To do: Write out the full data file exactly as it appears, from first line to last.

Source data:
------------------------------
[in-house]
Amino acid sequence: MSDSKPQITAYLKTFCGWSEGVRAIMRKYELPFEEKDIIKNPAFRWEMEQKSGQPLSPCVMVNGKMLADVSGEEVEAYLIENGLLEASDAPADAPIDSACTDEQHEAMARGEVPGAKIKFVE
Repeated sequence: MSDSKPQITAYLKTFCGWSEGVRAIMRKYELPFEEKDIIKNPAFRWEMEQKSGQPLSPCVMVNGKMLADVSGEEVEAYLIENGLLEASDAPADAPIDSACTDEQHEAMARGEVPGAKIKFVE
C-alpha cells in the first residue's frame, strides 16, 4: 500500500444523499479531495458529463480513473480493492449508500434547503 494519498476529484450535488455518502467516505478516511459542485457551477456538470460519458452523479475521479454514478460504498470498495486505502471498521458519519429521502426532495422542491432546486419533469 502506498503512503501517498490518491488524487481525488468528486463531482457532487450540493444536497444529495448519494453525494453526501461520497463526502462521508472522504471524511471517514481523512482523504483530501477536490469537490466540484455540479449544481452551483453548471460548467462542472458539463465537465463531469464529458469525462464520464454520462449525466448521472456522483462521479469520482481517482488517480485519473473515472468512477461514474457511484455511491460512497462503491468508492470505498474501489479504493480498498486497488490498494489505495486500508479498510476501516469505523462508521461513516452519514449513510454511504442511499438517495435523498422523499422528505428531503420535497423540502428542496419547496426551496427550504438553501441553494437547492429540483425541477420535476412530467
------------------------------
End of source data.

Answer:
[in-house]
Amino acid sequence: MSDSKPQITAYLKTFCGWSEGVRAIMRKYELPFEEKDIIKNPAFRWEMEQKSGQPLSPCVMVNGKMLADVSGEEVEAYLIENGLLEASDAPADAPIDSACTDEQHEAMARGEVPGAKIKFVE
Repeated sequence: MSDSKPQITAYLKTFCGWSEGVRAIMRKYELPFEEKDIIKNPAFRWEMEQKSGQPLSPCVMVNGKMLADVSGEEVEAYLIENGLLEASDAPADAPIDSACTDEQHEAMARGEVPGAKIKFVE
C-alpha cells in the first residue's frame, strides 16, 4: 500500500444523499479531495458529463480513473480493492449508500434547503 494519498476529484450535488455518502467516505478516511459542485457551477456538470460519458452523479475521479454514478460504498470498495486505502471498521458519519429521502426532495422542491432546486419533469 502506498503512503501517498490518491488524487481525488468528486463531482457532487450540493444536497444529495448519494453525494453526501461520497463526502462521508472522504471524511471517514481523512482523504483530501477536490469537490466540484455540479449544481452551483453548471460548467462542472458539463465537465463531469464529458469525462464520464454520462449525466448521472456522483462521479469520482481517482488517480485519473473515472468512477461514474457511484455511491460512497462503491468508492470505498474501489479504493480498498486497488490498494489505495486500508479498510476501516469505523462508521461513516452519514449513510454511504442511499438517495435523498422523499422528505428531503420535497423540502428542496419547496426551496427550504438553501441553494437547492429540483425541477420535476412530467